Brain of the tree pangolin (Manis tricuspis). III. The unusual locus coeruleus complex

Document Type



Brain and Mind Institute


Here, we used a range of immunohistochemical stains, focussing on tyrosine hydroxylase and dopamine-β-hydroxylase, to show that within the pons of tree pangolins clusters of noradrenergic neurons are present. No noradrenergic neurons were observed in the pontine periventricular gray matter (A6 and A4 groups missing), with all noradrenergic neurons being found within the pontine tegmentum (A7 and A5 groups). The tree pangolin is unique in lacking the locus coeruleus (A6) cell group observed in all vertebrates previously studied; however, noradrenergic axons and terminal networks were found throughout the cerebral cortex. We propose this is achieved through a unique structural reorganization of this system. First, the number of noradrenergic neurons in the compact portion of the subcoeruleus (A7sc) of the tree pangolin is increased, providing a total number of noradrenergic neurons in the pontine tegmentum (A7diffuse, A7sc, A5) that is equivalent to the entire locus coeruleus complex in related species of similar brain mass. Second, the most medially located noradrenergic neurons of the A7sc have dendrites that extend into the ventrolateral periventricular gray matter, in the location where the A6 neurons should have been located, forming a “pseudo A6” region. Third, the topological relationships of this “pseudo A6” region to other neurochemical systems that interact with the A6 neurons, such as the orexinergic, cholinergic, and serotonergic systems, appear to be maintained. Thus, a unique structural plasticity of this region appears to maintain the standard functions of the locus coeruleus complex in this unusual mammalian species.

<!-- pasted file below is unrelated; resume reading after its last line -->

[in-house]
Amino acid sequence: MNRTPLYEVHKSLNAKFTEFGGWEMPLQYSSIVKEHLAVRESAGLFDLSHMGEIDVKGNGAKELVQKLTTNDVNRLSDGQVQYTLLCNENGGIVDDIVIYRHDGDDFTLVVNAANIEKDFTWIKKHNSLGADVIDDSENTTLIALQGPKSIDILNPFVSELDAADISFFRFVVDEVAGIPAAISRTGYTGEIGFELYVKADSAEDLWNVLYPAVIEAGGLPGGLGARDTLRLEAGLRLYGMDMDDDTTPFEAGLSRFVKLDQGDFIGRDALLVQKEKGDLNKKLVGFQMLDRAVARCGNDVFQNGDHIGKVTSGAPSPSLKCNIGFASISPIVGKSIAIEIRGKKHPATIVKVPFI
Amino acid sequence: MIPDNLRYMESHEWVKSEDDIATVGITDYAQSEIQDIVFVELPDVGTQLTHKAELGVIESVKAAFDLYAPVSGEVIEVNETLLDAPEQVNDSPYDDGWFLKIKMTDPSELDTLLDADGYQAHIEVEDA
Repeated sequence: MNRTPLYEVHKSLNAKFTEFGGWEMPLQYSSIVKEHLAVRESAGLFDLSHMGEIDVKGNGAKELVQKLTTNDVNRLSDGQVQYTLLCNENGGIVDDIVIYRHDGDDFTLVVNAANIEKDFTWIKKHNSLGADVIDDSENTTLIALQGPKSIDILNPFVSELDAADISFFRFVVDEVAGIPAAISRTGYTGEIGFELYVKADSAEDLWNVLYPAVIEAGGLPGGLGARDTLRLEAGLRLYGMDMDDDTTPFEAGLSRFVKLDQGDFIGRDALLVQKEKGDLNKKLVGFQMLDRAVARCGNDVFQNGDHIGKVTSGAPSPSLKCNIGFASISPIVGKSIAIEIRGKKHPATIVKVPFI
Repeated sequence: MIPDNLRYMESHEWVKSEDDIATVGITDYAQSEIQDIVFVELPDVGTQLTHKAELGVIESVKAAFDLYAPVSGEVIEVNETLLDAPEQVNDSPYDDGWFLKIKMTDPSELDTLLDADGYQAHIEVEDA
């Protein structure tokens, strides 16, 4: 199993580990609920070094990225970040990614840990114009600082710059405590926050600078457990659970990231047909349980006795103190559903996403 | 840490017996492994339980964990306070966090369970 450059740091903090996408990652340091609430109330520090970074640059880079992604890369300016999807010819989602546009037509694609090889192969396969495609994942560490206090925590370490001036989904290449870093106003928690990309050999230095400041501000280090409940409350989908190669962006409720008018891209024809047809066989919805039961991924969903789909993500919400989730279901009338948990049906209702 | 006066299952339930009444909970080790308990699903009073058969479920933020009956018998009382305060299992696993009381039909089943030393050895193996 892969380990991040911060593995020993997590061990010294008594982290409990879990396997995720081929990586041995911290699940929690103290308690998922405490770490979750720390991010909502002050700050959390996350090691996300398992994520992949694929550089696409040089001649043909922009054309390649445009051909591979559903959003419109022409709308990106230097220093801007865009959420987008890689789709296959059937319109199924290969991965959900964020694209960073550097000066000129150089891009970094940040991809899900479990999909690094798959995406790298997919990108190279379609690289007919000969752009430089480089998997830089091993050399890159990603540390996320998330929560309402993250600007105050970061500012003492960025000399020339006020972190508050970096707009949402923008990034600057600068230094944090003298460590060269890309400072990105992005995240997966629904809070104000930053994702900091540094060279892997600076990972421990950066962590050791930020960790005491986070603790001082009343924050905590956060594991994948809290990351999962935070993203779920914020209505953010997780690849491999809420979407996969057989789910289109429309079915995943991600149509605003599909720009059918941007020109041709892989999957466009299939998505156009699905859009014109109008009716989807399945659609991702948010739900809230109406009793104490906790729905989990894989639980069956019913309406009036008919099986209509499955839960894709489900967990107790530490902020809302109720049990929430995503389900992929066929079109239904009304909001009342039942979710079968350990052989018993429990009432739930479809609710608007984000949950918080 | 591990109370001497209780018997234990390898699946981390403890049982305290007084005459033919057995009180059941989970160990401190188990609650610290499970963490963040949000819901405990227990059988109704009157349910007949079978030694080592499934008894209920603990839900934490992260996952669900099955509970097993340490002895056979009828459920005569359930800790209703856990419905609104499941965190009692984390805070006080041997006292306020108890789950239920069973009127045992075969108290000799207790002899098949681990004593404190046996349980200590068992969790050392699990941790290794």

This work was published before the author joined Aga Khan University.

Publication (Name of Journal)

Journal of Comparative Neurology